"As long as he's drinking when he's thirsty, he's fine, right?"


By the time a child gets thirsty, he or she may already be dehydrated.

Because children's bodies don't cool as quickly or efficiently as adults', they are more at risk for dehydration and overheating - and also because they're often just too busy being kids and having fun to notice they're not drinking enough. That's where you come in.

Kids should be active and get plenty of exercise - at least 60 minutes of physical activity every day - but it's important that parents, guardians, childcare providers and coaches know how to keep them well-hydrated as they play, especially during hot summer months. Kids who are playing hard, or who are hanging out in the heat and sun, should drink plenty of water before, during and after activity.

  • Drink Before Activity - Make sure your child drinks 12 ounces of fluid 30 minutes before exercise or going outside to play.
  • Drink During Activity - If your child is less than 90 pounds, he or she should drink 5 ounces of fluid for every 20 minutes of activity. If your child weighs more than 90 pounds, increase it to 9 ounces every 20 minutes.
  • Drink After Activity - Have your child drink water for an hour after activity to replace the fluids that have been lost.

Because it's not likely you have a measuring cup with you everywhere you go, a good way to make sure your kids are drinking enough is the 10-gulp rule.

The 10-Gulp Rule

The average child's gulp is about half an ounce. So most children should drink 10 gulps (5 ounces) for every 20 minutes of play.

What Should Kids Drink to Stay Hydrated?

Water, water and more water! Sweat is almost entirely water (with a few salts and sugars thrown in), and sweat is what keeps kids and adults cool when it's hot outside and body temperatures rise. So give your kids plenty of plain old H20 to keep them cool and hydrated. Sports drinks are okay every once in a while, but remember that they are usually high in sugar. Milk is another great option that helps build strong teeth and bones. And finally, what should kids not drink? Avoid all the sugary drinks like soda, fruit punch, lemonade and iced tea.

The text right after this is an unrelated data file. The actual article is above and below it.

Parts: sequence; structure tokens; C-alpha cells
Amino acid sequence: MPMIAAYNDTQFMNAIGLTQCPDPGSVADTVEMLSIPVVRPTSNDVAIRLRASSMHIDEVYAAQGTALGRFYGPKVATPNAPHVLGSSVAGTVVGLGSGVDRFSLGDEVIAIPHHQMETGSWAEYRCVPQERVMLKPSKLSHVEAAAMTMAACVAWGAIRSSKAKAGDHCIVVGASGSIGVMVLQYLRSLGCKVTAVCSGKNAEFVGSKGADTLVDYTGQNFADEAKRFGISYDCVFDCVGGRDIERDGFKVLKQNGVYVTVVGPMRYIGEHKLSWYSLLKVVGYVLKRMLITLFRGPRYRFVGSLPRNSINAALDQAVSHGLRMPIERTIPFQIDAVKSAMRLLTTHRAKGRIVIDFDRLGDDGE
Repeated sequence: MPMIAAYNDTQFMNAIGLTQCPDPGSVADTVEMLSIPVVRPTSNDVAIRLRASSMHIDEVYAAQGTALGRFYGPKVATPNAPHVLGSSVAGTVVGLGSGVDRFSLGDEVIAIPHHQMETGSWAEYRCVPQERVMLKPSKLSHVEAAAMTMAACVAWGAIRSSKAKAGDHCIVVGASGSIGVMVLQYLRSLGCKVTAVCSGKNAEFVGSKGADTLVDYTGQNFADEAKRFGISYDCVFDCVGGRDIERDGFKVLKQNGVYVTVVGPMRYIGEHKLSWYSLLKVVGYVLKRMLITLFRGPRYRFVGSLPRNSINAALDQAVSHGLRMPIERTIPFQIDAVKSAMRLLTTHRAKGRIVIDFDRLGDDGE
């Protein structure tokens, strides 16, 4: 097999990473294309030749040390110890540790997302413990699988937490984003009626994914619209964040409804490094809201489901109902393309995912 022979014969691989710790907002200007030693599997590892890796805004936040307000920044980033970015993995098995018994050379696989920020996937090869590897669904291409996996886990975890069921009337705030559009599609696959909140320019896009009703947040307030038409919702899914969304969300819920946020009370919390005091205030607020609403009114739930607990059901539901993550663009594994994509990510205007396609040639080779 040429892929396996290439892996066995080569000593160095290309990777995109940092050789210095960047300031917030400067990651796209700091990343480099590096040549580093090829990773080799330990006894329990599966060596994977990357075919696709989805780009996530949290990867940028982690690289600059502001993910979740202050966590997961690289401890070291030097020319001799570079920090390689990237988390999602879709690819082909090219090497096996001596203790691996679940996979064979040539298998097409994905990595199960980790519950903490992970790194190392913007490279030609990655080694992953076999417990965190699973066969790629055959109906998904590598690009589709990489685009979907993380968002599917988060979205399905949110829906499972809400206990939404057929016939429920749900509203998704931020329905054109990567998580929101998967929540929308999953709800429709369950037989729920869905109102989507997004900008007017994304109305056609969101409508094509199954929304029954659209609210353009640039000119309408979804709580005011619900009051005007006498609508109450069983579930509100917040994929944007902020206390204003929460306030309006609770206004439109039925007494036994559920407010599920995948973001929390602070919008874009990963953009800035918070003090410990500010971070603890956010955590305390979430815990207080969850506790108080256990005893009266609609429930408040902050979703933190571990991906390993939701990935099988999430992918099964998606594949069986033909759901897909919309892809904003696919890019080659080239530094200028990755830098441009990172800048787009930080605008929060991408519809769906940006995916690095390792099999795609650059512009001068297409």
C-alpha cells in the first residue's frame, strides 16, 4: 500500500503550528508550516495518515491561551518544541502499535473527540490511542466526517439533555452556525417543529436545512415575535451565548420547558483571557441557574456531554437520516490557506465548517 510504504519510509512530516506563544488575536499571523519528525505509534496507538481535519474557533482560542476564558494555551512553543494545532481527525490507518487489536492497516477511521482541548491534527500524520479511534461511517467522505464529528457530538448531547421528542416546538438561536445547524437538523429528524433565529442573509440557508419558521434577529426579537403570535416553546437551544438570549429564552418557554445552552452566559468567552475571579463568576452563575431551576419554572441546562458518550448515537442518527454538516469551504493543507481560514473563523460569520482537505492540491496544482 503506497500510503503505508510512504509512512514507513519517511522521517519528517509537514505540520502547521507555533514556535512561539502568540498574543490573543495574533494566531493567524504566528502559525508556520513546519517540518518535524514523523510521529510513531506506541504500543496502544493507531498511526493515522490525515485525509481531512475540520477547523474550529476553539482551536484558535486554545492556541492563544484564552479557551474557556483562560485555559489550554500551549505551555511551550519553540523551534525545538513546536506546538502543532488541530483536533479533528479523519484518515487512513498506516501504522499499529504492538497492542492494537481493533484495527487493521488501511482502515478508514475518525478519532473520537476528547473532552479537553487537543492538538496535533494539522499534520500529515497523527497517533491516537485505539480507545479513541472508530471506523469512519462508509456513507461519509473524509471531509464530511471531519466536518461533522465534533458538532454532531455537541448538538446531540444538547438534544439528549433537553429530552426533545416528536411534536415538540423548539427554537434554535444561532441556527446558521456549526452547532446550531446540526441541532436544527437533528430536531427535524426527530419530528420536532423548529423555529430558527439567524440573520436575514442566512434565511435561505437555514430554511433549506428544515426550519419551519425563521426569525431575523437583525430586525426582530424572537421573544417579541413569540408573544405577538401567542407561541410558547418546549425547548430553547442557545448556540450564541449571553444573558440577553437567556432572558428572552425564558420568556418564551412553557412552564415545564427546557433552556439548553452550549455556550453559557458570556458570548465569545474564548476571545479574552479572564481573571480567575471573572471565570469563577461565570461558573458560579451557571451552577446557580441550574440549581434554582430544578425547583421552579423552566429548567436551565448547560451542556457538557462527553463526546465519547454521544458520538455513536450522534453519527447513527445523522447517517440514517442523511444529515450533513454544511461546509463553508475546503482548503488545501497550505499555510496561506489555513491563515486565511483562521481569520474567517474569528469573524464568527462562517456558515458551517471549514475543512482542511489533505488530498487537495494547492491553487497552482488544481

Other Tips for Staying Cool

  • Avoid being outside during the hottest part of the day, usually between 10 a.m. and 4 p.m.
  • Dress kids in light clothing, a brimmed hat and sunscreen of at least SPF 30.
  • Check the weather and have kids play inside on extremely hot and humid days.

Already Dehydrated? What To Do

Though most of the time, dehydration is safe to treat yourself, it is possible for children to become so dehydrated that it becomes an emergency requiring immediate medical attention. Call your family doctor or 911 right away if your child:

  • Develops severe diarrhea, with or without vomiting or fever
  • Has had diarrhea for three days or more
  • Has been vomiting off and on for more than eight hours
  • Can't keep any fluids down
  • Is irritable or disoriented
  • Is much sleepier or noticeably less active than usual

Complications from dehydration can range from relatively mild heat cramps to more serious conditions like heatstroke, seizures, kidney failure, swelling of the brain and hypovolemic shock. Dehydration, especially among young children, can even be fatal.

So play it safe this summer and keep your kids cool and hydrated as you encourage them to get 60 minutes of physical activity every day.

For Kids: Keeping Your Cool

Symptoms of Dehydration

Dehydration and Heat Illness Prevention Tips

Nutrition and Sports

Facts About Dehydration